Travel Destinations

The Lagoon of Venice

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Last Updated on April 28, 2021 by Helga Dosa

Venice is, today,  one of the world’s most popular tourist destinations. It is a city for lovers who long to ride together in gondolas, and is the place where art and architecture aficionados come to see buildings designed by great artists like Giorgione, Tintoretto and Veronese. In the past, however, Venice was seen, more than anything else,  as one of the world’s greatest naval powers. Established in the 5th century, the city of Venice extends over 118 small islands located in a bay of the Adriatic Sea to which Venice is connected by three inlets.

Paolo Veronese – La Battaglia di Lepanto

History of Venice

Venice was one of the world’s main naval powers through the Middle Ages and the Renaissance. The city was a platform for the Crusades and a huge hub of transport and trade. Known the world over for its art, spices, grains and silk, the city was perhaps even more famous for its musical and operatic prowess and was home to several distinguished composer, such as Antonio Vivaldi.

Antonio Vivaldi’s “Le Quattro Stagioni”: a quintessential example of Italian Baroque music, made in Venice.

Tourism in Venice

Venice attracts many tourists each year, with approximately 18 to 20 million people visiting the city every 12 months. The biggest draws in the city continue to be the Grand Canal, the Basilica di San Marco, Piazza San Marco, and the luxurious Lido di Venezia. Unfortunately, at times the crush of people makes sightseeing in Venice complicated, but it does not dim the beauty of the city. Henry James once said “Though there are some disagreeable things in Venice there is nothing so disagreeable as the visitors,” a quote that still rings true today.

Venice – Gondola Ride on the Lagoon

The Venetian Lagoon

The Venetian Lagoon covers an area of 550 km, extending its boundaries from the River Sile to the Brenta in the south. In this area, the land covered by Venice’s lagoon islands makes up approximately 8% of the lagoon itself, while 11% is open water, and 80% is covered by mudflats, tidal shallows, and salt marshes.

There is often issues with high water levels in the lagoon, especially around springtime. During this time of the year, Venice is often flooded, determining the well-known phenomenon of the acqua alta or high waters.

Drying laundry in Venice


Located in the Venetian Lagoon, the island of Murano is linked to Venice by vaporetto. World famous for its blown glass, Murano is located approximately one mile north of Venice.

Rio dei Vetrai in Murano

Originally founded by the Romans, in ancient times Murano was a popular fishing village. The island was also known for its production of salt and was a trade center through the port it controlled at Sant’Erasmo. The decline of ancient Murano started in the 11th century, when the islanders began moving towards the Dorsoduro area.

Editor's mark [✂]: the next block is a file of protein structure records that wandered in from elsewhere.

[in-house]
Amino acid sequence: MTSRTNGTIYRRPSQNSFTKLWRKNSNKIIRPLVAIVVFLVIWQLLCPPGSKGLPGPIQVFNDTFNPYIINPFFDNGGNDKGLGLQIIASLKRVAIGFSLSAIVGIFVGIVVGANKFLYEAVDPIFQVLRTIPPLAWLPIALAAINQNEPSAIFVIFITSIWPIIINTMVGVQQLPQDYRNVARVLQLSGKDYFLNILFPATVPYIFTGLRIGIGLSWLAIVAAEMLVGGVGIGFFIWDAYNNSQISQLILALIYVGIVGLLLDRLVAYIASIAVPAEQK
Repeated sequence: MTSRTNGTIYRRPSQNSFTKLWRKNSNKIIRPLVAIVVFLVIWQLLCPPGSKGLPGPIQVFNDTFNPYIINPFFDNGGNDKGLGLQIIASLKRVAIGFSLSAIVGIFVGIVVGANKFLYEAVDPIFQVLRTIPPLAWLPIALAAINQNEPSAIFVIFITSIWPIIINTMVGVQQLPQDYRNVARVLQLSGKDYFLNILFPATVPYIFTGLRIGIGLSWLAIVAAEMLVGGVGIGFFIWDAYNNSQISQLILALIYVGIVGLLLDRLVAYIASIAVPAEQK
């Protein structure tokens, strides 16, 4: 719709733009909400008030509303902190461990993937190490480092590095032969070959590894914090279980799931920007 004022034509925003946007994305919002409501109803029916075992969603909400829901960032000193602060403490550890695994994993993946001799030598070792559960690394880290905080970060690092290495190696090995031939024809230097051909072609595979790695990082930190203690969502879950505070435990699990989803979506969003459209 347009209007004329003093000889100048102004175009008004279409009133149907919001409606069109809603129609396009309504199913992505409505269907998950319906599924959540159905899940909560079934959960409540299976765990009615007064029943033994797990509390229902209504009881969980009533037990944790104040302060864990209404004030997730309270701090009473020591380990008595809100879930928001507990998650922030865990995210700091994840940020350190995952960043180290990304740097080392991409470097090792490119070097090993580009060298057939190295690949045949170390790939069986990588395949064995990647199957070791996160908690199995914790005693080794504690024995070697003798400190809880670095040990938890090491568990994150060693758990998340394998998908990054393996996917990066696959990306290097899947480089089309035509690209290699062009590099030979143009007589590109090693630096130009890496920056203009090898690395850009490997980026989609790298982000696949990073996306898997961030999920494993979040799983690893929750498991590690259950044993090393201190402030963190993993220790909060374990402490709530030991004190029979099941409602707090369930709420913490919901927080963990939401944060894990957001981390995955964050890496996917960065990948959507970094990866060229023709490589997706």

Today, Murano is internationally known for its blown glass, a tradition that started on the island because of Venice’s fear of fire. To avoid fires to their wood structures, Venetians moved their glassblowers to Murano in 1291 and an industry was born. Eventually, glass makers were seen as some of the most important people on the island and were even given permission to carry swords and were protected by the Venetian State. Often, children of glass makers were married into rich Venetian families.


The island of Giudecca is also located in the Venetian Lagoon and is part of the sestiere di Dorsoduro. Once known as part of the city of Venice, Giudecca is located to the south of Venice’s central islands, and is divided by the Giudecca Canal and San Giorgio Maggiore.

Venice – Giudecca viewed from San Giorgio Church
Ph. wikimedia/pjt56

This island was initially given the name of Spinalunga or “long thorn”, probably due to its shape. It is thought that Giudecca may be a misuse of the Latin “Judaica” (“Judaean”), which would be translated as “Jewry.” However, there does not appear to be evidence that a large community of Jewish people lived on the island, and the Venetian ghetto was located in Cannaregio, to the north.

Once an island resplendent with gardens, Giudecca became an industrial town in the 20th century — shipyards, factories and movie studios were all located on the island — and went into decline after World War II. Today, Giudecca is once again regarded as an exclusive residential area and is well known for its churches and dock area.


The island of Burano is located about 7 kilometers from Venice and is most often reached by motorboat or vaporetti. The present population of Burano is of approximately 4,000, and the island is connected to nearby Mazzorbo via bridge. Burano is famous for its brightly colored houses, which attract artists to the area, like the designer Philippe Starck, who owns three. Visitors to Burano will not want to miss the Chiesa di San Martino, the lace making museum and the Oratorio di Santa Barbara.

Burano – Colorful Houses

While Venice might attract millions every year, the beauty of its lagoon and surrounding islands means there is much more to see in the area than just the city itself. It is, in fact, the life itself within the lagoon, and the vestiges of a past made of tradition and splendor, that keeps attracting people to this beautiful part of Italy.

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